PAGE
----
Real Madrid and Atlético ready for Milan final

16 May

For the second time in three years, the UEFA Champions League final will be a distinctly local affair as Real Madrid CF take on city rivals Club Atlético de Madrid in Milan.


Two years ago the teams met in Lisbon – the first final fixture involving clubs from the same city in European Cup history. Atlético led 1-0 deep into added time, only for Madrid to equalise and go on to win 4-1 after extra time, thereby lifting their tenth European Cup – ‘La Décima’.

• This is the sixth one-country UEFA Champions League final with Madrid having won two of the previous five – against Valencia CF in 2000 (3-0) and Atlético in 2014.

Final pedigree
• This is Madrid’s 14th European Cup final. The full list is:
1955/56: Real Madrid CF 4-3 Stade de Reims (Parc des Princes, Paris)
1956/57: Real Madrid CF 2-0 AC Fiorentina (Santiago Bernabéu, Madrid)
1957/58: Real Madrid CF 3-2 AC Milan (Heysel Stadium, Brussels)
1958/59: Real Madrid CF 2-0 Stade de Reims (Neckarstadion, Stuttgart)
1959/60: Real Madrid CF 7-3 Eintracht Frankfurt (Hampden Park, Glasgow)
1961/62: SL Benfica 5-3 Real Madrid CF (Olympisch Stadion, Amsterdam)
1963/64: FC Internazionale Milano 3-1 Real Madrid CF (Ernst-Happel-Stadion, Vienna)
1965/66: Real Madrid CF 2-1 FK Partizan (Heysel Stadium, Brussels)
1980/81: Liverpool FC 1-0 Real Madrid CF (Parc des Princes, Paris)
1997/98: Juventus 0-1 Real Madrid CF (Amsterdam ArenA, Amsterdam)
1999/00: Real Madrid CF 3-0 Valencia CF (Stade de France, Saint-Denis)
2001/02: Bayer 04 Leverkusen 1-2 Real Madrid CF (Hampden Park, Glasgow)
2013/14: Real Madrid CF 4-1 Club Atlético de Madrid (aet) (Estádio do Sport Lisboa e Benfica, Lisbon)

Highlights: See how Real Madrid won La Décima

• Aside from 2014, Atlético’s sole other European Cup final came at the Heysel Stadium, against FC Bayern München in 1973/74. Luis Aragonés’s 114th-minute free-kick gave them a 1-0 lead, but Hans-Georg Schwarzenbeck equalised in the last minute and Bayern prevailed 4-0 in the replay at the same venue two days later.

• Should they triumph in Milan, Atlético would become the 23rd club to lift the European Cup and the first new name since Chelsea FC’s 2012 triumph in Munich.

• This is Madrid’s 27th UEFA final. In addition to their 13 European Cup appearances, they were UEFA Cup winners in 1985 and 1986 and European Cup Winners’ Cup runners-up in 1971 and 1983. They lifted the UEFA Super Cup in 2002 and 2014 having lost in 1998 and 2000, and won the European/South American Cup in 1960, 1998 and 2002, losing in 1966 and 2000.

• Atlético won the UEFA Europa League in 2010 and 2012 and lifted the European Cup Winners’ Cup in 1962, losing in the final of the same competition in 1963 and 1986. They claimed the UEFA Super Cup in 2010 and 2012.

Previous meetings
• This is the teams’ fourth European Cup tie. Their first international fixtures came in the 1958/59 European Cup semi-finals. Madrid won the home first leg 2-1, Héctor Rial’s goal (15) and a Ferenc Puskás penalty (33) overturning Chuzo’s 13th-minute opener. Atlético prevailed in the return thanks to Enrique Collar’s 43rd-minute effort.

• That meant a replay six days later, played in Zaragoza, where Alfredo di Stéfano’s early goal was swiftly cancelled out by Collar. Puskás struck the decisive blow three minutes before half-time to take Madrid into a fourth successive final.

• The teams at La Romareda on 13 May 1959 were:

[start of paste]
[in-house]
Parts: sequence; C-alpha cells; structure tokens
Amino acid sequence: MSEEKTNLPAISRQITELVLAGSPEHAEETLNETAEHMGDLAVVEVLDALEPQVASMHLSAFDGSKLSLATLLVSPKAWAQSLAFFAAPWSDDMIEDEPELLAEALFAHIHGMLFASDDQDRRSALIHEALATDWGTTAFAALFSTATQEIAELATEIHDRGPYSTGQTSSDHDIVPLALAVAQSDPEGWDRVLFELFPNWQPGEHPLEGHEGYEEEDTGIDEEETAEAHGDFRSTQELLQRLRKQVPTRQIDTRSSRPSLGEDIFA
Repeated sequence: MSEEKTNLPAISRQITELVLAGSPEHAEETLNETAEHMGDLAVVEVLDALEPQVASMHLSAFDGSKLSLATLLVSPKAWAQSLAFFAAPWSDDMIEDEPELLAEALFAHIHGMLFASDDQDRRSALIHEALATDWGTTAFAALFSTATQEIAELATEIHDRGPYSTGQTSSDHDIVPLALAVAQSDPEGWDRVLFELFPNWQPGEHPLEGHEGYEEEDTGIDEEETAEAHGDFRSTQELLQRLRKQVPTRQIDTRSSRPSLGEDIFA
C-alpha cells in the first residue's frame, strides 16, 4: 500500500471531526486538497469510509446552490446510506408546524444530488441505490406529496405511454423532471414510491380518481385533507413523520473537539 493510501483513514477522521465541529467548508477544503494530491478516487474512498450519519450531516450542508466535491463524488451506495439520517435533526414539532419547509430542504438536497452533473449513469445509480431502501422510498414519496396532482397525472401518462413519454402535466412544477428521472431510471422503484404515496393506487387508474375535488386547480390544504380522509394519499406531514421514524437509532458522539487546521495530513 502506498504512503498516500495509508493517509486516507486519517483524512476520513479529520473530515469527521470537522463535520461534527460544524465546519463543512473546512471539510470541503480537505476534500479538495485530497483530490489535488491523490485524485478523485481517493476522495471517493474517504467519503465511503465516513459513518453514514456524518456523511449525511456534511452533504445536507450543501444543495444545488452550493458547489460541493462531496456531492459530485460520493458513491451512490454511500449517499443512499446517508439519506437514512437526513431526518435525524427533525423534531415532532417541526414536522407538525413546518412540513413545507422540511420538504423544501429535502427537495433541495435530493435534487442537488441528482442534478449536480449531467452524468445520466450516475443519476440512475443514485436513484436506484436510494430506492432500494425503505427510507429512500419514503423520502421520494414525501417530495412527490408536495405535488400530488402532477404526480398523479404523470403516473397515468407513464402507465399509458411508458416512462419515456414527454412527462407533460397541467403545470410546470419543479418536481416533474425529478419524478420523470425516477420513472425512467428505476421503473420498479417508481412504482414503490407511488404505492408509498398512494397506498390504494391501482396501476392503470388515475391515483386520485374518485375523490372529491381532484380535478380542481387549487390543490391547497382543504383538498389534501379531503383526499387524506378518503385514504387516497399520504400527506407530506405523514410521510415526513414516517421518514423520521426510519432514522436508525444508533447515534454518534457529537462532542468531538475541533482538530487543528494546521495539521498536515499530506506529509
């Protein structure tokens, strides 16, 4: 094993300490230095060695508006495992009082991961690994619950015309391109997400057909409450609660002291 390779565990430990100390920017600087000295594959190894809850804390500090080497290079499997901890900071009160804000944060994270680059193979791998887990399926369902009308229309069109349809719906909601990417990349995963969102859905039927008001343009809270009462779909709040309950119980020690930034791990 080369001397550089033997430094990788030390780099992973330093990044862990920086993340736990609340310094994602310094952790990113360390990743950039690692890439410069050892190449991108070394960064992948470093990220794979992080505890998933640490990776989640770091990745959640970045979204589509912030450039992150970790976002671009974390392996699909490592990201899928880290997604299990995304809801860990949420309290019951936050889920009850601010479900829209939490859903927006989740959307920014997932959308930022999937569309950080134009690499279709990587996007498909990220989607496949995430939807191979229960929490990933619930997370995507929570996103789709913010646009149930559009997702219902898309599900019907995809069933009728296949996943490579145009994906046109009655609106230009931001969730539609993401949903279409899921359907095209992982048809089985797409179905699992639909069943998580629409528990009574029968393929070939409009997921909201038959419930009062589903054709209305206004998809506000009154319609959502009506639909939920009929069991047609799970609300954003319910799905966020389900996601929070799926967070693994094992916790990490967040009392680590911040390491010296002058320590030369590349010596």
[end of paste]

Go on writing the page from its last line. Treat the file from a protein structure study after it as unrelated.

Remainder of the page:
Madrid: Domínguez, Miche, Santamaría, Lesmes, Ruiz, Zárraga, Mateos, Kopa, Di Stéfano, Puskás, Gento.
Atlético: Pazos, Rivilla, Callejo, Mendiondo, Chuzo, Calleja, Miguel, Agustín, Vavá, Peiró, Collar.

Milan legends on San Siro

• It was 55 years until their next meeting, in Lisbon on 24 May 2014. Diego Godín’s header (36) gave newly-crowned Spanish champions Atlético the lead, and it looked as if that would be enough for Diego Simeone’s side to claim their first European Cup – only for Sergio Ramos to level at the last (90+3). Carlo Ancelotti’s Madrid ran away with it in extra time thanks to goals from Gareth Bale (110), Marcelo (118) and a Cristiano Ronaldo penalty (120).

• The lineups at the Estádio do Sport Lisboa e Benfica were:
Real Madrid: Casillas, Carvajal, Varane, Ramos, Fábio Coentrão (Marcelo 59), Khedira (Isco 59), Modrić, Di María, Bale, Benzema (Morata 79), Ronaldo.
Atlético: Courtois, Juanfran, Miranda, Godín, Filipe Luís (Alderweireld 83), Tiago, Koke, Gabi, Raúl García (Sosa 66), Villa, Diego Costa (Adrián López 9).

• Pepe and Álvaro Arbeloa were unused substitutes for Madrid.

• That result made Ancelotti only the second coach to win three European Cups following his successes with AC Milan in 2003 and 2007; Liverpool FC’s Bob Paisley (1977, 1978, 1981) is the only other manager to achieve the feat. Ancelotti was the fifth coach to win the competition with two different clubs.

• Madrid also came out on top against Atlético in the 2014/15 quarter-finals. After a goalless first game at the Vicente Calderón, Madrid’s Javier Hernández headed the only goal of the tie in the 88th minute at the Santiago Bernabéu, the visitors having been reduced to ten men by Arda Turan’s 76th-minute red card.

• The teams at the Vicente Calderón on 14 April 2015 were:
Atlético: Oblak, Juanfran, Miranda, Godín, Siqueira, Mario Suárez, Koke (F Torres 83), Gabi, Arda Turan, Griezmann (Raúl García 77), Mandžukić.
Real Madrid: Casillas, Carvajal (Arbeloa 85), Varane, Ramos, Marcelo, Kroos, Modrić, James, Bale, Benzema (Isco 85), Ronaldo.  

• At the Santiago Bernabéu on 22 April 2015, the lineups were:
Real Madrid: Casillas, Varane, Pepe, Ramos, Fábio Coentrão (Arbeloa 90+1), Cavajal, Kroos, Isco (Illarramendi 90+3), James, Hernández (Jesé 90+2), Ronaldo.
Atlético: Oblak, Juanfran, Miranda, Godín, Jesús Gámez, Tiago (Giménez 86), Koke, Saúl Ñíguez (Gabi 46), Griezmann (Raúl García 65), Arda Turan, Mandžukić.

• The sides have met in 202 league, Spanish Cup and Spanish Super Cup games, with 102 Madrid wins, 51 for Atlético and 49 draws. Atlético, however, are unbeaten in eight domestic games against their local rivals since losing the 2014 UEFA Champions League final, recording five wins and three draws.

• In this season’s Liga fixtures, Atlético drew 1-1 at home to Madrid on 4 October 2015 with Karim Benzema’s early goal (9) cancelled out by Luciano Vietto (83). At the Santiago Bernabéu, on 27 February, Atlético’s Antoine Griezmann scored the only goal after 52 minutes – Zidane’s first defeat as Madrid coach.